These internet "change of address" forms are what are referred to as 301 redirects. Ensure these redirects are uploaded to the appropriate place in your content management system (CMS) to ensure that no traffic will fall through the cracks.

Now we are ready to push the “Go” button!

Once you’ve brought your new site live, there is one more very important step. It is time to tell Google all about your new sitemap.

Make sure you have Google Search Console set up for your new domain (or combined domain) and submit your new sitemap right away.

This will get Google started on indexing your new pages as fast as possible.

You should expect a couple weeks of minor traffic drops as Google crawls your new site. It will rebound quickly, but don’t be concerned if your traffic drops a bit right out of the gate.

Follow-up Monitoring

In the weeks following launch, it is incredibly important to carefully monitor your traffic and keep an eye on where things are.

At IMPACT, we make sure to regularly check client websites using SEMRush. That allows us to see, at a glance, major warning signs that something went wrong.

In the months following your launch, you should be keeping a close eye on your keyword performance (especially around your new keywords!) to see if you are improving.

A Successful Example

It's easy to talk theoretically about this process, but it isn’t real until you see it in action. Am I right?

So let’s walk through a successful client example!

In October 2018, we worked with Marketing Speaker, and long-time IMPACT client, David Meerman Scott to redesign his current website. As part of this process, we worked to combine his blog domain ( with his business website (

The domain had long been his content production machine. David started blogging there in 2004, and had published well over 1,500 blog posts and other valuable content.

He had built its traffic and ranking position significantly and consequently, it was incredibly important to harness the traffic from this domain and try not to lose any major keywords as we moved its contents to the domain.

Additionally, we wanted to make sure the domain started ranking for some very specific keywords around terms that people searched when looking for speakers (and for which the site wasn’t currently ranking).

Why We Decided To Combine The Two Websites

Prior to the redesign, the two sites were cannibalizing traffic from each other.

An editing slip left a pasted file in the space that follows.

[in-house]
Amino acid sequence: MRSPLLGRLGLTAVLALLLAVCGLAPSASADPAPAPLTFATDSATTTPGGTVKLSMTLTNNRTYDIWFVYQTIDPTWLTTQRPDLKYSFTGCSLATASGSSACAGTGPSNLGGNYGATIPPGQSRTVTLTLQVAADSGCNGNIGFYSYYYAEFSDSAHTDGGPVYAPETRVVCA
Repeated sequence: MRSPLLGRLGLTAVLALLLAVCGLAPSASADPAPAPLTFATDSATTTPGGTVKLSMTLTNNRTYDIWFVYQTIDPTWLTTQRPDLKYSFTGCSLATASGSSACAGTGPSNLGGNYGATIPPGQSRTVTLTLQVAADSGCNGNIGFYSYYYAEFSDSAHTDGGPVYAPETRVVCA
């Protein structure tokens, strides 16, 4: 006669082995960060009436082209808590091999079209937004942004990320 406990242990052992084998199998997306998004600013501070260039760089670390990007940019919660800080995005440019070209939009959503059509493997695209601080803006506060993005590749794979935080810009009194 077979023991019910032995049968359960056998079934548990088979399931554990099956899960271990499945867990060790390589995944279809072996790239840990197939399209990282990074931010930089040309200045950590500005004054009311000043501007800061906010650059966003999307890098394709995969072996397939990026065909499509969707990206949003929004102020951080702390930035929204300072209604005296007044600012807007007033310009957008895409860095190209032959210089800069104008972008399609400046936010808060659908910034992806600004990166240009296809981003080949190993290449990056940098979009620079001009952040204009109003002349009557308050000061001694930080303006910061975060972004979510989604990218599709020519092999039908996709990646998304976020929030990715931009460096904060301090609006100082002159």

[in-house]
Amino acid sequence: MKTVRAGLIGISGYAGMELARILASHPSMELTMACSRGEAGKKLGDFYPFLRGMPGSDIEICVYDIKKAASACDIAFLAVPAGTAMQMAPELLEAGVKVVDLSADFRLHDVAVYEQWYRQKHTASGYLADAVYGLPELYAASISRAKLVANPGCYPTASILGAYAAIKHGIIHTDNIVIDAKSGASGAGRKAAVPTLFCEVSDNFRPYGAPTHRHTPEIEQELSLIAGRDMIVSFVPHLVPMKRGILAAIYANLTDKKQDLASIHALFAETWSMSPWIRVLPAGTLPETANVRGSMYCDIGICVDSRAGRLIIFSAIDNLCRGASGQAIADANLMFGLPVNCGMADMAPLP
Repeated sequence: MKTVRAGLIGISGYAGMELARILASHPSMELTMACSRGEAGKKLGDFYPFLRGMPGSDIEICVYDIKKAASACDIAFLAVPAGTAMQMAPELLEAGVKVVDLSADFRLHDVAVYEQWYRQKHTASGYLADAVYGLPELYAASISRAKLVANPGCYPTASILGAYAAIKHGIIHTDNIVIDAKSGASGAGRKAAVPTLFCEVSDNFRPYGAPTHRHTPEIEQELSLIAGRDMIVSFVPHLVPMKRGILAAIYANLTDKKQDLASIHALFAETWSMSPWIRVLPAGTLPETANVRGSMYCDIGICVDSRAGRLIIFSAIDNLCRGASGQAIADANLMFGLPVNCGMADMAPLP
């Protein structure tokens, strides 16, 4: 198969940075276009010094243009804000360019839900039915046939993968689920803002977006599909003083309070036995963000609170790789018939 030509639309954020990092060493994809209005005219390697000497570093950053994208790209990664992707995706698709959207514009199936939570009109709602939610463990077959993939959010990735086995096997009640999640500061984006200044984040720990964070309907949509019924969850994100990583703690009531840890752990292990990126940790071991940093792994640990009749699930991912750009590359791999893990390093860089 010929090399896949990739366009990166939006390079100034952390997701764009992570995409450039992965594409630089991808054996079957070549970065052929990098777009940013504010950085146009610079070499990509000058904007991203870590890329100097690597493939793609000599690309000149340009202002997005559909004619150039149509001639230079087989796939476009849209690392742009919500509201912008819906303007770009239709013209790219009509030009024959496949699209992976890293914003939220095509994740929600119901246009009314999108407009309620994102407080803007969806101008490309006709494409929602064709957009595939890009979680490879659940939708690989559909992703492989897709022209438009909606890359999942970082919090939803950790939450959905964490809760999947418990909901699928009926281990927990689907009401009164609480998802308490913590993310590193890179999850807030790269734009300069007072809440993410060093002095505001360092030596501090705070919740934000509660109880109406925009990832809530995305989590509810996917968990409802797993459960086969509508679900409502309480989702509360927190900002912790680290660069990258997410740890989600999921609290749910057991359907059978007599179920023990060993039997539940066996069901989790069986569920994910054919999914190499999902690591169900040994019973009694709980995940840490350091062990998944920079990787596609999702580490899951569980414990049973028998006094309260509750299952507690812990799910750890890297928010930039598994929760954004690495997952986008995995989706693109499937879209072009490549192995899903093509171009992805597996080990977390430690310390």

The two domains had 179 keywords in common that were driving traffic from the top 100 search results. Essentially, the two sites were competing against each other, making it less likely that a user would end up on either one.

We went through the entire process outlined above, and these were the results.

Prior to Combining Domains

The total number of keywords the domain was ranking for had been trending slightly downward, hovering between 2,500 and 5,000 over the course of the last year.

In the same time period, the total number of keywords the domain was ranking for had been hovering between 600 and 1,300.

After Combing the Domains

In the weeks following the combination of the two domains, traffic to the domain increased by 359%.

The new level of traffic to the website in the month following the launch of the updated site was roughly equivalent to the sum of the traffic to each of the separate websites pre-combination, meaning all traffic was successfully captured and nothing was lost in transition.

The new domain was also now ranking for 5,000 keywords.

This included many keywords that both sites had previously been ranking for when they were cannibalizing each other’s traffic.

In the month following the redesign, the new (combined) website gained 3,240 keywords for which it had not previously been ranking.

Additionally, one month post-redesign, the website started to see traffic from some of the newly selected bottom of the funnel keywords that were specific to terms related to the services David offers.

Specifically, the website now had:

  • 18 newly selected and targeted bottom of the funnel keywords ranking in top 20
  • 6 of which the site had never ranked for before
  • 11 of which the site had previously been ranking for, but had now improved ranking position

Final Thoughts

This information should hopefully help you if you are considering combining or changing domains - and allow you to rest a little easier at night when doing so!

The process of combining two or more domains can be done quite successfully without sacrificing traffic (and even encouraging traffic growth!). The key is that it must be done right, with proper planning and monitoring.